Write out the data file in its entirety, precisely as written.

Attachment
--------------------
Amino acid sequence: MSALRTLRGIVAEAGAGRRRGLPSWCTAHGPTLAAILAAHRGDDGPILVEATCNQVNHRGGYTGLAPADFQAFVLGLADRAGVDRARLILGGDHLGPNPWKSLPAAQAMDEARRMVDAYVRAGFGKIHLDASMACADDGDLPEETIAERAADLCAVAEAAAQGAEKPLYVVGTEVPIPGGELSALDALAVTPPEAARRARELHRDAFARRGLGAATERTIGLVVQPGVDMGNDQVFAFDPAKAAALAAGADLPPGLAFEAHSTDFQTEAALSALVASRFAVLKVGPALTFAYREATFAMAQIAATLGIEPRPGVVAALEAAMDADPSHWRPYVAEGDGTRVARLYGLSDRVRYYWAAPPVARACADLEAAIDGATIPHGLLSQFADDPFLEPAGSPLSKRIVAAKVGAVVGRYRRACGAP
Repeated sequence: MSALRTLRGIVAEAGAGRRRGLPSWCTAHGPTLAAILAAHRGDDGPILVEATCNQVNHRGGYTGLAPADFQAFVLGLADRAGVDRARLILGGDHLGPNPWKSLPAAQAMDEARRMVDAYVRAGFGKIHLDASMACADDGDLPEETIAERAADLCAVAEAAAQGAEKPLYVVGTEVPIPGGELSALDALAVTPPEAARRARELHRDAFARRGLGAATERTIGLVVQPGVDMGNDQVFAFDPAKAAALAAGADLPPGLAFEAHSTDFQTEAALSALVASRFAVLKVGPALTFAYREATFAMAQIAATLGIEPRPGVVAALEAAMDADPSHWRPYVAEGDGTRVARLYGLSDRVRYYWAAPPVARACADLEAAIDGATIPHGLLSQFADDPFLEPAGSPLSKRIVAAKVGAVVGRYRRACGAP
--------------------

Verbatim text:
Amino acid sequence: MSALRTLRGIVAEAGAGRRRGLPSWCTAHGPTLAAILAAHRGDDGPILVEATCNQVNHRGGYTGLAPADFQAFVLGLADRAGVDRARLILGGDHLGPNPWKSLPAAQAMDEARRMVDAYVRAGFGKIHLDASMACADDGDLPEETIAERAADLCAVAEAAAQGAEKPLYVVGTEVPIPGGELSALDALAVTPPEAARRARELHRDAFARRGLGAATERTIGLVVQPGVDMGNDQVFAFDPAKAAALAAGADLPPGLAFEAHSTDFQTEAALSALVASRFAVLKVGPALTFAYREATFAMAQIAATLGIEPRPGVVAALEAAMDADPSHWRPYVAEGDGTRVARLYGLSDRVRYYWAAPPVARACADLEAAIDGATIPHGLLSQFADDPFLEPAGSPLSKRIVAAKVGAVVGRYRRACGAP
Repeated sequence: MSALRTLRGIVAEAGAGRRRGLPSWCTAHGPTLAAILAAHRGDDGPILVEATCNQVNHRGGYTGLAPADFQAFVLGLADRAGVDRARLILGGDHLGPNPWKSLPAAQAMDEARRMVDAYVRAGFGKIHLDASMACADDGDLPEETIAERAADLCAVAEAAAQGAEKPLYVVGTEVPIPGGELSALDALAVTPPEAARRARELHRDAFARRGLGAATERTIGLVVQPGVDMGNDQVFAFDPAKAAALAAGADLPPGLAFEAHSTDFQTEAALSALVASRFAVLKVGPALTFAYREATFAMAQIAATLGIEPRPGVVAALEAAMDADPSHWRPYVAEGDGTRVARLYGLSDRVRYYWAAPPVARACADLEAAIDGATIPHGLLSQFADDPFLEPAGSPLSKRIVAAKVGAVVGRYRRACGAP